9 December 2021

Local church partners with chaplain to bring peace in the bush

Posted in Chaplaincy

While Australia has done really well navigating the twists and turns of COVID, the pandemic has affected everyone in some way – even those in our remote communities.

For a small town in the Isaac Region, the uncertainty of the climate led to destructive behaviour inside and outside of the classroom. Thankfully it was nipped in the bud, but the unexpected response from our young people made Chappy Helen’s school community realise they needed external help.

By partnering with local church leaders and the police force to come up with an action plan, Chappy Helen acted as the bridge between these community organisations.

A school chaplain does more than just care for the needs of our young people (although they do a wonderful job at this!) Particularly in remote regions, chaplains are viewed as a central pillar in the community.

“We held a meeting with the local pastor, the police sergeant and the Principal, and all together we talked about how we were going to deal with the behavioural issues from our young people,” says Chappy Helen.

“We knew we needed external help, and decided to put self-worth programs in place.”

Pastor Allan has been working in pastoral care positions for nearly two decades, and knows that unruly behavior from young people stems from a whole range of factors.

“Since COVID, alcohol consumption in our region has tripled and it hasn’t gone down. This translates to every area and we’re seeing broken marriages and a high percentage of underage drinking,” says Pastor Allan.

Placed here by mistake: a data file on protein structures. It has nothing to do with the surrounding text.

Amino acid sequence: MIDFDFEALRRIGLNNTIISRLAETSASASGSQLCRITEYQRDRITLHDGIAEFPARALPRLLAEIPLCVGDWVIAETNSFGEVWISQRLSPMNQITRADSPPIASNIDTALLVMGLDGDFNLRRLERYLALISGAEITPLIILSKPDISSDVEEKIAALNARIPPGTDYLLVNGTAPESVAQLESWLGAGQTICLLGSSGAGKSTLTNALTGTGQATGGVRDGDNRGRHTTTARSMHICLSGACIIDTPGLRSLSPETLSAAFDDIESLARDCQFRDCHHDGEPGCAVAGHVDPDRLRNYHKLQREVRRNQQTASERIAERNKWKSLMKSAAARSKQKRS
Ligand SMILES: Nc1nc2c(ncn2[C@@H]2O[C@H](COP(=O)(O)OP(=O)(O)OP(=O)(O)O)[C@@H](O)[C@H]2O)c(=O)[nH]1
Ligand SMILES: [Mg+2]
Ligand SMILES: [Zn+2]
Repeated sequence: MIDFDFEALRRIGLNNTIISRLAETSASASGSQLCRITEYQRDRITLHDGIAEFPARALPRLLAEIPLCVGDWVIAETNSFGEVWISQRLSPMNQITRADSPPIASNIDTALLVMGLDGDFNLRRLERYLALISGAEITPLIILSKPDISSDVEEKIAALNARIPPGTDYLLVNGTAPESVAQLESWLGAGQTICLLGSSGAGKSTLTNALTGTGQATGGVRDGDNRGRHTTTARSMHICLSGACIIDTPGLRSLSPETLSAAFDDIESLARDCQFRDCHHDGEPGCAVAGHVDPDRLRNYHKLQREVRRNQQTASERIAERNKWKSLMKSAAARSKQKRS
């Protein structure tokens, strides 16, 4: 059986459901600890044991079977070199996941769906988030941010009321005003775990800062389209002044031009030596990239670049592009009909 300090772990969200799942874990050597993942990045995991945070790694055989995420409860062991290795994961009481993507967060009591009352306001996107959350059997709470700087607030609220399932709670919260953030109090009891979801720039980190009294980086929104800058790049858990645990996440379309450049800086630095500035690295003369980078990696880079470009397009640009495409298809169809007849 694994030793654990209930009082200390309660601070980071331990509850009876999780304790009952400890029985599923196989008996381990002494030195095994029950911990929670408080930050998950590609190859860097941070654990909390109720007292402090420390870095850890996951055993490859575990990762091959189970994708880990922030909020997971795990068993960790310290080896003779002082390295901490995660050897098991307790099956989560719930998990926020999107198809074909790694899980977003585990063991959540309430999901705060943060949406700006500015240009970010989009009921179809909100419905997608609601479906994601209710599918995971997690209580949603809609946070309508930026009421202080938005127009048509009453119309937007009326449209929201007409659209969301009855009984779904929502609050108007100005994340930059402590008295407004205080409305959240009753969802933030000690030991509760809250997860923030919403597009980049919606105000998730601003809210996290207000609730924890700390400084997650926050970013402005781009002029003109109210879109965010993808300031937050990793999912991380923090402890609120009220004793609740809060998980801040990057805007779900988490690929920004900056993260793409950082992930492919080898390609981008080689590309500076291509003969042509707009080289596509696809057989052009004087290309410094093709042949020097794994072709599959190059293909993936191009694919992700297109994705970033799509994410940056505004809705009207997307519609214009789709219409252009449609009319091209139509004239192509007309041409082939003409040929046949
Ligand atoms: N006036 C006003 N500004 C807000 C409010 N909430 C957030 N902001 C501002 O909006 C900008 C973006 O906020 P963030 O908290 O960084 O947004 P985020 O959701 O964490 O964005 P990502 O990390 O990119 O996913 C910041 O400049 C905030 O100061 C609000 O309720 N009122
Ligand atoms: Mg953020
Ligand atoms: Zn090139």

“Our community has really come together to ask the question, ‘How can we support our young people here?’ It’s not that we’re dealing with ‘naughty kids’ but it’s young people who don’t have worth in themselves.”

“We’ve been running programs about building character and instilling respect in themselves and others. Chappy Helen has been leading the girls, and the police sergeant and I have been working with the boys.”

Over the past few months, there’s already been a big difference in attitudes. There’s hope that by working together and having honest conversations, this rural community will be able to restore some of their lost innocence. 

“These programs instill our young people with a sense of respect in themselves and in others,” says Chappy Helen.

“Having the local church and police support is huge. It’s made such a big difference.”

School chaplaincy is only made possible through partnership. Across the country, SU is incredibly grateful to work with a whole range of churches and community volunteers who have the best interest of our young people at heart, and are committed to seeing communities healthy and flourishing.


If you want to support this valuable work, head to suqld.org.au/donate.


Sarah Moore

Media and Communications Administrator

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